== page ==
Fertilizer is a very essential input in crop production. The application of fertilizer is necessary for enhancing the soil nutrient status and increasing crop yield (Olaniyi et al., 2010). Use of inorganic fertilizers can improve crop yields and total nutrient content and nutrient availability but its use is limited due to scarcity, high cost, nutrient imbalance and soil acidity (Olaniyi et al., 2010). Therefore use of organic manures as a means of increasing and maintaining soil fertility has been advocated (Smil, 2000). Organic manures improve soil fertility by increasing the activity soil microbial biomass (Ayuso et al., 1996) thereby improving the physical and biological properties of the soil (El-Magd et al., 2006). It has being reported that combing organic and inorganic fertilizers has a greater beneficial residual effect than can be derived from use of either organic or inorganic fertilizers alone (Akande et al., 2010, Akande et al., 2003, Akanbi et al., 2005). Many researchers have carried out some work on the combined use of organic and inorganic fertilizers on the growth of some crops including okra in the southwestern part of Nigeria (Giwa and Ojeniyi, 2004, Olaniyi et al., 2010, Akande et al., 2010). However, research on the combined use of organic and inorganic fertilizers on the growth, and yield of okra in the ultisol of southeastern Nigeria has not been carried out in the recent past. This is the reason for this study.
1. To compare the effects of organic manure, inorganic fertilizer (NPK 15.15:15) and their combination on the growth and yield of okra (Abelmoschus esculentus) in an ultisol of Southeastern Nigeria.
2. To find out the effects of the above treatments on the nutrient content of okra (Abelmoschus esculentus)
MATERIALS AND METHODS
DESCRIPTION OF THE EXPERIMENTAL SITE
The experiments were conducted at Michael Okpara University of Agriculture, Umudike. Umudike lies within latitude 05° 29’N and longitude 07° 33’E within an elevation of 122mm above the sea level.
SOIL SAMPLING/SAMPLES PREPARATION
Pre-planting sampling was carried out on the experimental field to determine the inherent soil characteristics before treatment incorporation. Soil samples were collected at the depth of 0-15cm at various point of the field and bulked together for laboratory analysis.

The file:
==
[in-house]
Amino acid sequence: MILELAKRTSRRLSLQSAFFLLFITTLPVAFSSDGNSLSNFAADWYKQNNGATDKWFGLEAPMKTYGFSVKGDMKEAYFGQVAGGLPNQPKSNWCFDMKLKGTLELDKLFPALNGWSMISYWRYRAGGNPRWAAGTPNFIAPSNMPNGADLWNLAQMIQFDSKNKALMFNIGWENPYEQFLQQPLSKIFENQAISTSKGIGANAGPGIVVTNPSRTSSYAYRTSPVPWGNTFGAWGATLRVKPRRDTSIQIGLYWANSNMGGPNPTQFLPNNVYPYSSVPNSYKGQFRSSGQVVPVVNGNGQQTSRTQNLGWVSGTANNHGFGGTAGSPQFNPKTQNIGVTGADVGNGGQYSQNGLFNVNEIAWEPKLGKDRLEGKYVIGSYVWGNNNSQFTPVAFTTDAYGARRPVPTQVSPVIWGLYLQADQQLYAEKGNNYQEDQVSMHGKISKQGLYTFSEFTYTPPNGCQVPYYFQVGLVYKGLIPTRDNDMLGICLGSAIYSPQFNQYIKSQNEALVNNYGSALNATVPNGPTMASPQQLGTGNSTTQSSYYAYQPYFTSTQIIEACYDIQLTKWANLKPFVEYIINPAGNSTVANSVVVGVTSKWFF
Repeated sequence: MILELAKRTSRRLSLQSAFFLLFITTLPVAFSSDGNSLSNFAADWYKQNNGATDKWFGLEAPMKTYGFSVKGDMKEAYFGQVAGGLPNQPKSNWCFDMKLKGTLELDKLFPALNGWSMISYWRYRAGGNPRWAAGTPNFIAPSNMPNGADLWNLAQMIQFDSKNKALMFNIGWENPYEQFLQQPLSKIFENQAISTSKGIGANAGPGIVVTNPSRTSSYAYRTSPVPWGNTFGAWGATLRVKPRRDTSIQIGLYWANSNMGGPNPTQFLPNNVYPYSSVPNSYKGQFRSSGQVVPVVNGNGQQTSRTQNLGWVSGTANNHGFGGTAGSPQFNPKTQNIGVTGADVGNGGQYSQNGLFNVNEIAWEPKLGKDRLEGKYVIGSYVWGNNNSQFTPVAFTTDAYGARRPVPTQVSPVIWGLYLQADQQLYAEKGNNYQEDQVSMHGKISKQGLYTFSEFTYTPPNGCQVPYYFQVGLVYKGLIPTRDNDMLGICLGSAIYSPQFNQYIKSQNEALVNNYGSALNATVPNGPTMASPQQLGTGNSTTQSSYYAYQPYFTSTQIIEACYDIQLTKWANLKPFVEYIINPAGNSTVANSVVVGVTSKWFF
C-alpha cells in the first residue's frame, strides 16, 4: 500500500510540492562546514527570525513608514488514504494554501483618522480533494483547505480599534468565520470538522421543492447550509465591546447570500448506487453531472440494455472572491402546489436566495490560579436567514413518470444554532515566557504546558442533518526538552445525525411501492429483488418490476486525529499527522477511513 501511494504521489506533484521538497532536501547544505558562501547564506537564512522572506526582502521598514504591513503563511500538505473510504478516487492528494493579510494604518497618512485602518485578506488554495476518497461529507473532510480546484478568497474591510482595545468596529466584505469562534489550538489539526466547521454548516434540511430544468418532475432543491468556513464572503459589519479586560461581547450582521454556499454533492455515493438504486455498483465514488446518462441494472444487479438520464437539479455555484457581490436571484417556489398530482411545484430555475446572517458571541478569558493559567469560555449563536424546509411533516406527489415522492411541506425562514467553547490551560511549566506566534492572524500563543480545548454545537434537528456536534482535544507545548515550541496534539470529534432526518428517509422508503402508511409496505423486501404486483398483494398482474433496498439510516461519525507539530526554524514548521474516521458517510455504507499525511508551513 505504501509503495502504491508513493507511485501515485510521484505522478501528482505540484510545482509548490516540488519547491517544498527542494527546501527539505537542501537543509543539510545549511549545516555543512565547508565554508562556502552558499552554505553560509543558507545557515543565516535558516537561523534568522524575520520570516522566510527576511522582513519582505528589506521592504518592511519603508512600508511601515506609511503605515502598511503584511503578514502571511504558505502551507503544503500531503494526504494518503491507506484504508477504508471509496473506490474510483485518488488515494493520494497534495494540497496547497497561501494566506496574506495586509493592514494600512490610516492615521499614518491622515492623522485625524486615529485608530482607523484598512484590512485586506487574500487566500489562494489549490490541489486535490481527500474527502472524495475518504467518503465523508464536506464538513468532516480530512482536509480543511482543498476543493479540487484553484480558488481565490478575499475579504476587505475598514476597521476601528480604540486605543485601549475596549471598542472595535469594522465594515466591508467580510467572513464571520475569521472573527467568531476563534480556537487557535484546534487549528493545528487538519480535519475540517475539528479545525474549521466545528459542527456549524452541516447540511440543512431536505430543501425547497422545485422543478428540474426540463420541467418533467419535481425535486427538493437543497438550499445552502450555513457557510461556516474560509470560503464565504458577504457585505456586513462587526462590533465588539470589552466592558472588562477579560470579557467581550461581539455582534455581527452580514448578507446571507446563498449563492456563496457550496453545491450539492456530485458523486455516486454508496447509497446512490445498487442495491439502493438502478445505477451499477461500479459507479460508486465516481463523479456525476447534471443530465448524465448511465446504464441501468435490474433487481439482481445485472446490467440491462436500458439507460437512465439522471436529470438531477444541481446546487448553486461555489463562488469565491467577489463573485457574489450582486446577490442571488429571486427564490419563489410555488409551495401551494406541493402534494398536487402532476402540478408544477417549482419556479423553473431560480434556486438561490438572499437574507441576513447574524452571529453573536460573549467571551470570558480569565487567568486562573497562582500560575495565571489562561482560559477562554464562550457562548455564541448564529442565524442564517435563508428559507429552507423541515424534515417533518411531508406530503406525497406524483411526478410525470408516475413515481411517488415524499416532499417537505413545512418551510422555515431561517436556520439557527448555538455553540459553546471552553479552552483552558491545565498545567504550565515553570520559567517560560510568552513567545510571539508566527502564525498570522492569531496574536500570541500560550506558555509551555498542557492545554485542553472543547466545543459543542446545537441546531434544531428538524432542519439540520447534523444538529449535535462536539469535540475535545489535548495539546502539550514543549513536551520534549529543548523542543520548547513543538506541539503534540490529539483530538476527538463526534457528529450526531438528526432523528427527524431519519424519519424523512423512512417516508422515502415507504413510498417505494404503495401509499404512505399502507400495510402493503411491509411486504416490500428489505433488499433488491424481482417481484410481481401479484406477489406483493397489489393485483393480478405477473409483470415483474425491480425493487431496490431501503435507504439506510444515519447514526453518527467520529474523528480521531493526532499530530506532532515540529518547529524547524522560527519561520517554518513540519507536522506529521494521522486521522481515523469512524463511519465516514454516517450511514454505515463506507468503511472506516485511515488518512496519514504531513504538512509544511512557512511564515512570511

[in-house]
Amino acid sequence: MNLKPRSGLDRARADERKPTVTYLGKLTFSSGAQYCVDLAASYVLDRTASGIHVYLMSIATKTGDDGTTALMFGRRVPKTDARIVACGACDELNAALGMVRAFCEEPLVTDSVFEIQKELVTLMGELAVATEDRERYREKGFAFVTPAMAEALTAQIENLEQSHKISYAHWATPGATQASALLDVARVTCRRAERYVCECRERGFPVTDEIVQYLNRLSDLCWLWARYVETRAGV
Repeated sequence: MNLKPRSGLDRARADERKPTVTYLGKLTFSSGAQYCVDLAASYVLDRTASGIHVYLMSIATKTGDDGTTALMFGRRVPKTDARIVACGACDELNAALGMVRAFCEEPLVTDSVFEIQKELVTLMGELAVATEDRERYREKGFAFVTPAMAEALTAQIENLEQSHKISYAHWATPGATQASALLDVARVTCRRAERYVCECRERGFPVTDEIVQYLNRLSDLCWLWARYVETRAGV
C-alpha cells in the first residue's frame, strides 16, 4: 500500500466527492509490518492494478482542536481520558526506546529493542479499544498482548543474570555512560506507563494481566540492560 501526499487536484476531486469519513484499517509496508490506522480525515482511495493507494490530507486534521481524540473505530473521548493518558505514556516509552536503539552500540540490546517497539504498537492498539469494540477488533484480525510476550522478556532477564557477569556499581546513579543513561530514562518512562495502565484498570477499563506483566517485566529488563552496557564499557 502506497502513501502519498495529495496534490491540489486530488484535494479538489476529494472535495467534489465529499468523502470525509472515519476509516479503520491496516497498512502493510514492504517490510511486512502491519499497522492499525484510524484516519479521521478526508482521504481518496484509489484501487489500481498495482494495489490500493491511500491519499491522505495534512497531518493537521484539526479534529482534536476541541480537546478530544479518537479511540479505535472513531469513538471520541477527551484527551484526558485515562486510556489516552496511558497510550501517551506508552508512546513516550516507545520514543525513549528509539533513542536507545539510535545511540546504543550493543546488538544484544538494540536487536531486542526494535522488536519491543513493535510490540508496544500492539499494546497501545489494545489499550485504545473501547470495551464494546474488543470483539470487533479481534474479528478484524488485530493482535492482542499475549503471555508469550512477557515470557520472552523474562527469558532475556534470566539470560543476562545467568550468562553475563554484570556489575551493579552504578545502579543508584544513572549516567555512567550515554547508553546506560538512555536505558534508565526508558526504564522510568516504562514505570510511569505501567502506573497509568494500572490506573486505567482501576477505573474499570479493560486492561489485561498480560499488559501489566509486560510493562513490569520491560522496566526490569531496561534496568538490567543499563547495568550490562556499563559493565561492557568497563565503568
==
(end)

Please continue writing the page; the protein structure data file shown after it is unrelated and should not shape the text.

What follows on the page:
Samples were air-dried, gently crushed with a wooden roller and passed through sieves of 0.5mm and 2mm sizes for Total Nitrogen and Organic Carbon and other determinations respectively
General physical and chemical analysis of the soil
Standard methods of physical and chemical analyses for soils were used to analyze these parameters.
Particle size analysis
The particle size analysis was carried out using the Bouyoucos hydrometer method (Jackson, 1964).
Soil Reaction (ph)
Soil pH was determined using the glass electrode pH meter in a soil to water ratio of 1:2.5
Exchangeable acidity (Al3+ and H+)
Soil exchangeable acidity (Al3+ and H+) was determined by titration method (Mclean, 1982).
Soil organic carbon was determined by Walkley and Black (1934) method.
Soil total nitrogen was determined using the micro-kjeldahl digestion and distillation method (Jackson, 1964).
The available phosphorus was determined using Bray and Kurtz (1945) No. 2 method.
The exchangeable bases
The soils were leached with 1N NH4 OAc (Ammonium acetate) at pH 7. Calcium and Magnesium were determined using the EDTA titration method while potassium and sodium were determined by flame photometry.
Effective Cation Exchange Capacity Effective Cation Exchange Capacity was calculated as the sum of exchangeable bases (Ca²+, Mg²+, K+, Na+) and exchangeable acidity.
The base saturation was determined using the equation.